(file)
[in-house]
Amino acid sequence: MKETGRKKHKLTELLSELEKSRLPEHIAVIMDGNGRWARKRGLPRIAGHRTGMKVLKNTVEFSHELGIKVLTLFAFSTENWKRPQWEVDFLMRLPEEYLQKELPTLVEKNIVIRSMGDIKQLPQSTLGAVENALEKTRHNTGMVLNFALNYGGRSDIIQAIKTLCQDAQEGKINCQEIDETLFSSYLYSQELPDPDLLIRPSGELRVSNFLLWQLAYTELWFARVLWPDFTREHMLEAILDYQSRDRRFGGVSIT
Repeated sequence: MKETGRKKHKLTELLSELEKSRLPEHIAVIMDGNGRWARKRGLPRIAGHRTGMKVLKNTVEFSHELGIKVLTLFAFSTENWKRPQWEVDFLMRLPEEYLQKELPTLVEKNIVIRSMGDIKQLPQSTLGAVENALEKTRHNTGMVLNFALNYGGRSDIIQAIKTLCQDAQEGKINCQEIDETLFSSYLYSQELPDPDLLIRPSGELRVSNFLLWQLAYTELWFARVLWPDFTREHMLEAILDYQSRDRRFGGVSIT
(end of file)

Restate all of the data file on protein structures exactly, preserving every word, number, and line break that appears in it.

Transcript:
[in-house]
Amino acid sequence: MKETGRKKHKLTELLSELEKSRLPEHIAVIMDGNGRWARKRGLPRIAGHRTGMKVLKNTVEFSHELGIKVLTLFAFSTENWKRPQWEVDFLMRLPEEYLQKELPTLVEKNIVIRSMGDIKQLPQSTLGAVENALEKTRHNTGMVLNFALNYGGRSDIIQAIKTLCQDAQEGKINCQEIDETLFSSYLYSQELPDPDLLIRPSGELRVSNFLLWQLAYTELWFARVLWPDFTREHMLEAILDYQSRDRRFGGVSIT
Repeated sequence: MKETGRKKHKLTELLSELEKSRLPEHIAVIMDGNGRWARKRGLPRIAGHRTGMKVLKNTVEFSHELGIKVLTLFAFSTENWKRPQWEVDFLMRLPEEYLQKELPTLVEKNIVIRSMGDIKQLPQSTLGAVENALEKTRHNTGMVLNFALNYGGRSDIIQAIKTLCQDAQEGKINCQEIDETLFSSYLYSQELPDPDLLIRPSGELRVSNFLLWQLAYTELWFARVLWPDFTREHMLEAILDYQSRDRRFGGVSIT